Our Nation was a minor movement on the far right of British politics, briefly led by Martin Webster.
The genesis of the movement came in December 1983, when the National Directorate of the National Front voted to expel Webster, along with Michael Salt, ostensibly because the two were involved in a homosexual relationship in what was an avowedly homophobic party. Politically, however, the move had as much to do with Webster's past as a supporter of the since departed (to lead the British National Party) John Tyndall, as well as his closeness to the increasingly marginalised Andrew Brons. With the Political Soldier wing in the ascendancy, Webster was seen as unwelcome in the NF and so, following his expulsion, he began to organise Our Nation.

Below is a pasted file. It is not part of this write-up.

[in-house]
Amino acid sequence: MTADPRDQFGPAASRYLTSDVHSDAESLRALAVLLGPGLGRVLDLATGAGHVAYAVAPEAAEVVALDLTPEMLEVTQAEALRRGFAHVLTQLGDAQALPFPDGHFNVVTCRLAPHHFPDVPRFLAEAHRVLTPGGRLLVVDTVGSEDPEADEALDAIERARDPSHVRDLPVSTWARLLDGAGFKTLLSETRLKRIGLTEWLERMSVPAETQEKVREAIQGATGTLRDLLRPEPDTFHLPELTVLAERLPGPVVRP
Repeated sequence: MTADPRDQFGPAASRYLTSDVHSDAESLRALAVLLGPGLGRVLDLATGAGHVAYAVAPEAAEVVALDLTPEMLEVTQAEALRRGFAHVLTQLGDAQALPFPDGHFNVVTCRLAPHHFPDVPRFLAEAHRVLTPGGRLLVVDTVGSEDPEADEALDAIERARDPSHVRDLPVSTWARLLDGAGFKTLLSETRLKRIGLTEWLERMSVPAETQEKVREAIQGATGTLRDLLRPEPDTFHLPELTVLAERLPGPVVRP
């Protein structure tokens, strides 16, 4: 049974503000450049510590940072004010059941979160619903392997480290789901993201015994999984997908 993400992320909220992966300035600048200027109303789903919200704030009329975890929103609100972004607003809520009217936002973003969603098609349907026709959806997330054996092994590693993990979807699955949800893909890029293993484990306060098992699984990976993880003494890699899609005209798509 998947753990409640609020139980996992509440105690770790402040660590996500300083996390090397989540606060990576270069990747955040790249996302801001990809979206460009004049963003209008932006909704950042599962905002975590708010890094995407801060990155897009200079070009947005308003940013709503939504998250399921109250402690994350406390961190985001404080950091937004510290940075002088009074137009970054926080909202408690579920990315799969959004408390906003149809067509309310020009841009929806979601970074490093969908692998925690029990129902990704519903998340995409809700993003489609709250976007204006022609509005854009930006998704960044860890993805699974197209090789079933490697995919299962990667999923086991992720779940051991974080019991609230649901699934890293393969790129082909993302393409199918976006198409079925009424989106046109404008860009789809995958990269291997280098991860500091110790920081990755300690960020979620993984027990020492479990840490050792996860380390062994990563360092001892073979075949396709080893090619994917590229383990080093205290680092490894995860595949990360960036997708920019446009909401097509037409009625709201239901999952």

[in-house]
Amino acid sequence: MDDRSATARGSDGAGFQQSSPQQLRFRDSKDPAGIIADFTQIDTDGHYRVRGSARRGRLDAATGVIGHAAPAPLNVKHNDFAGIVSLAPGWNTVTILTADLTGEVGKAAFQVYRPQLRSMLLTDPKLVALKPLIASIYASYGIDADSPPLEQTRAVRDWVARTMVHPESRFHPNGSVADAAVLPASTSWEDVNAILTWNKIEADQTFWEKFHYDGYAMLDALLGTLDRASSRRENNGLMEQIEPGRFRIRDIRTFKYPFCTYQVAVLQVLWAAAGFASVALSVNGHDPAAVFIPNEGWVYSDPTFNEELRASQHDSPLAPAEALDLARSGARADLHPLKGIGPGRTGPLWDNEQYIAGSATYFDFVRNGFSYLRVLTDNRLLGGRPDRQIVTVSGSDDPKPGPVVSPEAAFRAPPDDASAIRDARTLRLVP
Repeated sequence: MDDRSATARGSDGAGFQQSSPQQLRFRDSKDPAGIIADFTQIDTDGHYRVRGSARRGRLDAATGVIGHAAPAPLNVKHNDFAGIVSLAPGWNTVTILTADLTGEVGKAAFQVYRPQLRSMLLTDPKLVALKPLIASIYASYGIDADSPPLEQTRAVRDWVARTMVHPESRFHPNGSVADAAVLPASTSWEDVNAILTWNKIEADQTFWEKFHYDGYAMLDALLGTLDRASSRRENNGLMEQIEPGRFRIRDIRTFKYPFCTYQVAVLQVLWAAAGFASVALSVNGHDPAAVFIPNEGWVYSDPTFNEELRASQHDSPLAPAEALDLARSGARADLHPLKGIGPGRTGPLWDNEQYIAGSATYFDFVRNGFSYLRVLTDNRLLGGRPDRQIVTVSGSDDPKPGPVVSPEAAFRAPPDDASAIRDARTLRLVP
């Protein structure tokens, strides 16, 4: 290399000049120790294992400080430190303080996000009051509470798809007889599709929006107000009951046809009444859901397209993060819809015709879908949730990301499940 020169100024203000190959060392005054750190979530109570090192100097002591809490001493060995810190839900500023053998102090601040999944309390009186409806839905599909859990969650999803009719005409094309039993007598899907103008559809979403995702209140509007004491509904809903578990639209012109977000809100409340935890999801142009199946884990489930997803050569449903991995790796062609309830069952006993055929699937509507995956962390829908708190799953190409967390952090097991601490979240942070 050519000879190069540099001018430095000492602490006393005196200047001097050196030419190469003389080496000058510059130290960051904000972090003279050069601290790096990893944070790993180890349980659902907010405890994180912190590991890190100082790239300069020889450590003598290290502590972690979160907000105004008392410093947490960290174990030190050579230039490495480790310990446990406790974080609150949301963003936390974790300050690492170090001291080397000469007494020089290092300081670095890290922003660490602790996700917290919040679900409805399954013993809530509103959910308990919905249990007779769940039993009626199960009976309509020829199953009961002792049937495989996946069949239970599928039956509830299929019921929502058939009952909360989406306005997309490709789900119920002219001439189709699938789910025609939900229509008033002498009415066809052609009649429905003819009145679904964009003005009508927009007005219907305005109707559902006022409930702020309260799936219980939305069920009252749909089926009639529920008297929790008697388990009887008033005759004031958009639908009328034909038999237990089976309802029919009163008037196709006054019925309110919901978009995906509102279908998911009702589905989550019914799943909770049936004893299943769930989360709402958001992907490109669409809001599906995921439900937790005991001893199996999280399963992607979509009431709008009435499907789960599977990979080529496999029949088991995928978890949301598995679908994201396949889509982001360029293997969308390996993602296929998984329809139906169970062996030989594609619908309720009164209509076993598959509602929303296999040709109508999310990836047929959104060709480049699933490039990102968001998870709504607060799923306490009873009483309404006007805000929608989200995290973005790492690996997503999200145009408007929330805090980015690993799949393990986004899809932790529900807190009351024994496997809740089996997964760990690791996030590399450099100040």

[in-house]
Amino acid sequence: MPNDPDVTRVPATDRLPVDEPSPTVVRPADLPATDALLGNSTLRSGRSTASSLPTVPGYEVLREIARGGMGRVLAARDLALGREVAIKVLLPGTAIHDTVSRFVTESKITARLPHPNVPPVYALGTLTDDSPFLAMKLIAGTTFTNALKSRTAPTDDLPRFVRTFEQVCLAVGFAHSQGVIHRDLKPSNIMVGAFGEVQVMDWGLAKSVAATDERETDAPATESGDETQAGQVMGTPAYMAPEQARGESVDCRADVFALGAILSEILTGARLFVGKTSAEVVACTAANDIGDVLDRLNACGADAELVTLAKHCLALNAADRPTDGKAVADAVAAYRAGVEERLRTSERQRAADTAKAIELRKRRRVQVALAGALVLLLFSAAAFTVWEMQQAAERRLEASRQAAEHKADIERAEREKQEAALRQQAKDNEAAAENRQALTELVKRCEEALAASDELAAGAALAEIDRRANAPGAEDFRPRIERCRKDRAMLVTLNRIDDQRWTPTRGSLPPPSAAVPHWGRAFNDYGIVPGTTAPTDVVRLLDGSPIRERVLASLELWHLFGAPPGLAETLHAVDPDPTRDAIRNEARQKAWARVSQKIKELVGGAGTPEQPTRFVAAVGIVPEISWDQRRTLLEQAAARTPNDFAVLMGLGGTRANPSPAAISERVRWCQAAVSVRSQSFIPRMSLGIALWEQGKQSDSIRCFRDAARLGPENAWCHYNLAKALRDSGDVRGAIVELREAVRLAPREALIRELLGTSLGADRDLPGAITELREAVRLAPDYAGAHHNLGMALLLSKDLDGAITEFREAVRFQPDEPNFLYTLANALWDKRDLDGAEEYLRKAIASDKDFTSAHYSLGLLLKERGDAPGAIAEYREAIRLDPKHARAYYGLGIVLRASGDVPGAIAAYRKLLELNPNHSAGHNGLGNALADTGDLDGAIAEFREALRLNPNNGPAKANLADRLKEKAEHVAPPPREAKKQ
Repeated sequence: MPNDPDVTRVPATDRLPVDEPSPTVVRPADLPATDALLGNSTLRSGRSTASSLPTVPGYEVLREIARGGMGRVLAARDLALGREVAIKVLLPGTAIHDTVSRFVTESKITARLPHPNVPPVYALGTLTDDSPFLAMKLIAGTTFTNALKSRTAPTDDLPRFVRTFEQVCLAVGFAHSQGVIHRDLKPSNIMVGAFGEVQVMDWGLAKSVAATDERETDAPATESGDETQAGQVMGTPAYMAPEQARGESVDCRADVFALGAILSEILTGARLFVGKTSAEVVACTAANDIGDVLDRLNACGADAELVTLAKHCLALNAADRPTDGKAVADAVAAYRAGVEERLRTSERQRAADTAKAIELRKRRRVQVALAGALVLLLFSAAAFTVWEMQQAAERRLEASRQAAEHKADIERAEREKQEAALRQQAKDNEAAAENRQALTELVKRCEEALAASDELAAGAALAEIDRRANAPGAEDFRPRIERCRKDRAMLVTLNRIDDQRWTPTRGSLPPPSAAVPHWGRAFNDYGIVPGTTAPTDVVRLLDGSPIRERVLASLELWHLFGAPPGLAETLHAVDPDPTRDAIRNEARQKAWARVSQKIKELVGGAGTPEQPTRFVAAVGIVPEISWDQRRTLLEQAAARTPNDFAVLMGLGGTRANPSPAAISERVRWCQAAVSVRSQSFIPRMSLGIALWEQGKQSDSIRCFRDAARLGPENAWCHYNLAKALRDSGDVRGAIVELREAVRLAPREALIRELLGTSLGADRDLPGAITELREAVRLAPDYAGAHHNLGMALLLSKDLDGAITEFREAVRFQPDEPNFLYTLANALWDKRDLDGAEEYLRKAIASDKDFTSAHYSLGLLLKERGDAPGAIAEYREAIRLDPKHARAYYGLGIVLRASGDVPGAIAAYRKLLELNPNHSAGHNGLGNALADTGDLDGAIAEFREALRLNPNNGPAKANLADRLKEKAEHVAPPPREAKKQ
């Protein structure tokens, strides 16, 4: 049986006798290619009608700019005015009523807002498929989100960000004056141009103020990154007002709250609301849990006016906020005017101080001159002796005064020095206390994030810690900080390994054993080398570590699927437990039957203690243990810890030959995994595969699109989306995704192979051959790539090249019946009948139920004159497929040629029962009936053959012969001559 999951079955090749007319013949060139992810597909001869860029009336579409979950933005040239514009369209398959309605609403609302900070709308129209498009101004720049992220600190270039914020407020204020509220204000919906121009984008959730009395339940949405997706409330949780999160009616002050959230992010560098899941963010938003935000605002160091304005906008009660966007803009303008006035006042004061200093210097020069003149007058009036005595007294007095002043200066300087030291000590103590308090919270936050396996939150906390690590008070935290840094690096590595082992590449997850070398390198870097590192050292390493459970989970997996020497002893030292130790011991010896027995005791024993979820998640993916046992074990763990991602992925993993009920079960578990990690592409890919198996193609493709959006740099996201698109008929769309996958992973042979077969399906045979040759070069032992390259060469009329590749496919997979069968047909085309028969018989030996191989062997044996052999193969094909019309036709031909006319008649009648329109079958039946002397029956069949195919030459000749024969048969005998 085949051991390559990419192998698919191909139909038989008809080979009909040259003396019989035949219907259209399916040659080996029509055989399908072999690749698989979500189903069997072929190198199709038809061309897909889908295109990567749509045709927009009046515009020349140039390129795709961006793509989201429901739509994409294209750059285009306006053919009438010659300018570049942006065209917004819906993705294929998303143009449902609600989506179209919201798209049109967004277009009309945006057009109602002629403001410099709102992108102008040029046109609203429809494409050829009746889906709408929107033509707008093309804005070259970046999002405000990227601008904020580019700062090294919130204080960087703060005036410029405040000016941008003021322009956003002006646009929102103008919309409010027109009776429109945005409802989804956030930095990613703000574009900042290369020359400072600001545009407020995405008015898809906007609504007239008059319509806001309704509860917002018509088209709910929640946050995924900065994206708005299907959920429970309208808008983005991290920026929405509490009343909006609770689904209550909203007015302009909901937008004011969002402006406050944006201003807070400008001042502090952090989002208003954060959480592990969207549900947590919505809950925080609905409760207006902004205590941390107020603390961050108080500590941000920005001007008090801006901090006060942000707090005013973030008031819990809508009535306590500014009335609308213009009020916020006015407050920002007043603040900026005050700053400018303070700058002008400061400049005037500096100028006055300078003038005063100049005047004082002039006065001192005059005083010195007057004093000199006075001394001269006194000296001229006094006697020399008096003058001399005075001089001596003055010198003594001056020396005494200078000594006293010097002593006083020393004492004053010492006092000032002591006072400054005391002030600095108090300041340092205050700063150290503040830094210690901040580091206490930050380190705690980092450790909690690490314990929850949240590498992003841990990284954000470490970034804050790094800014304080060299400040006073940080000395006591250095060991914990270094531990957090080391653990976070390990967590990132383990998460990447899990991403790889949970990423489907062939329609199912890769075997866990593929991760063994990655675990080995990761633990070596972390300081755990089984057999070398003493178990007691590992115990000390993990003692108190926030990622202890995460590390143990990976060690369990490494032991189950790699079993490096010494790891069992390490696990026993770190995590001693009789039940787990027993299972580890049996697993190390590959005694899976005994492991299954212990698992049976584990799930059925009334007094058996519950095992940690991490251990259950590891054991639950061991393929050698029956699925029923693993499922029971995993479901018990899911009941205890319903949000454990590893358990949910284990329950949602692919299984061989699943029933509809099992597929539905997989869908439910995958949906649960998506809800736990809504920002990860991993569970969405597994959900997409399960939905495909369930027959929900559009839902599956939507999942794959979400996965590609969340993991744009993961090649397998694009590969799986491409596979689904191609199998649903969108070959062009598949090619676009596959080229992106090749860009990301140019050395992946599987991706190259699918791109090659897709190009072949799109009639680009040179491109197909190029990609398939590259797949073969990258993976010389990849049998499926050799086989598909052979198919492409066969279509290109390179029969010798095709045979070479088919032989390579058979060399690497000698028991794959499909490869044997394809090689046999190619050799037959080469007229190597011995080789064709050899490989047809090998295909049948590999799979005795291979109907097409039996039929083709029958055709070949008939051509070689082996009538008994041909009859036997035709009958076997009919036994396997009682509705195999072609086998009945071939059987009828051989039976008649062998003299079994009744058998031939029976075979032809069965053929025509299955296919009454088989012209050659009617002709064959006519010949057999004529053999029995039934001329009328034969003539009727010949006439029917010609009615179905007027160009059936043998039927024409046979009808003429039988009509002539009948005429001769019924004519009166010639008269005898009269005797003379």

Webster viewed his new movement as being along the lines of the NF before the resignation of Tyndall (although the two had clashed before the expulsion and so he was not invited to join the BNP) and sought out Françoise Dior, who had by then split from Colin Jordan and returned to France, as a source of funding. Despite managing to secure a small sum from Dior, he soon found that his low reputation across the far right made it very difficult for him to attract members to his movement. Although long-standing activist Denis Pirie played a role in organising the group, his input was cut short by newspaper articles revealing his involvement whilst employed at a high level in the civil service. As a result Our Nation never really got off the ground and before long Webster was forced to abandon his plans (nor did he gain admittance to the Flag Group after Ian Anderson had supported his initial expulsion from the NF, despite being otherwise an opponent of Griffin, Harrington and co). As a result, with his Our Nation project abandoned before it had got off the ground, Webster was forced to spend the rest of his political career in relative obscurity as a freelance, where he remains today.